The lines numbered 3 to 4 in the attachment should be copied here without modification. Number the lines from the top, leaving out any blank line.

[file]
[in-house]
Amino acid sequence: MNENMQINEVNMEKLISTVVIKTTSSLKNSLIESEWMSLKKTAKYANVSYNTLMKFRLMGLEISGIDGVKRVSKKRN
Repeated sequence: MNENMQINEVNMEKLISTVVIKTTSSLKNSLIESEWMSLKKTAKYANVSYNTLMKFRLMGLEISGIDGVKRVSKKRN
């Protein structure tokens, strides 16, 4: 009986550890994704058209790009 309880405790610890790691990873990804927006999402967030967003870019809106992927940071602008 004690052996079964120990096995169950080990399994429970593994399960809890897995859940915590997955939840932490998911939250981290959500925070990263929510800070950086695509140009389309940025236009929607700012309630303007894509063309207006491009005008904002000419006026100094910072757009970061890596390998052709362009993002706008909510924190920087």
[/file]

Repeated sequence: MNENMQINEVNMEKLISTVVIKTTSSLKNSLIESEWMSLKKTAKYANVSYNTLMKFRLMGLEISGIDGVKRVSKKRN
């Protein structure tokens, strides 16, 4: 009986550890994704058209790009 309880405790610890790691990873990804927006999402967030967003870019809106992927940071602008 004690052996079964120990096995169950080990399994429970593994399960809890897995859940915590997955939840932490998911939250981290959500925070990263929510800070950086695509140009389309940025236009929607700012309630303007894509063309207006491009005008904002000419006026100094910072757009970061890596390998052709362009993002706008909510924190920087």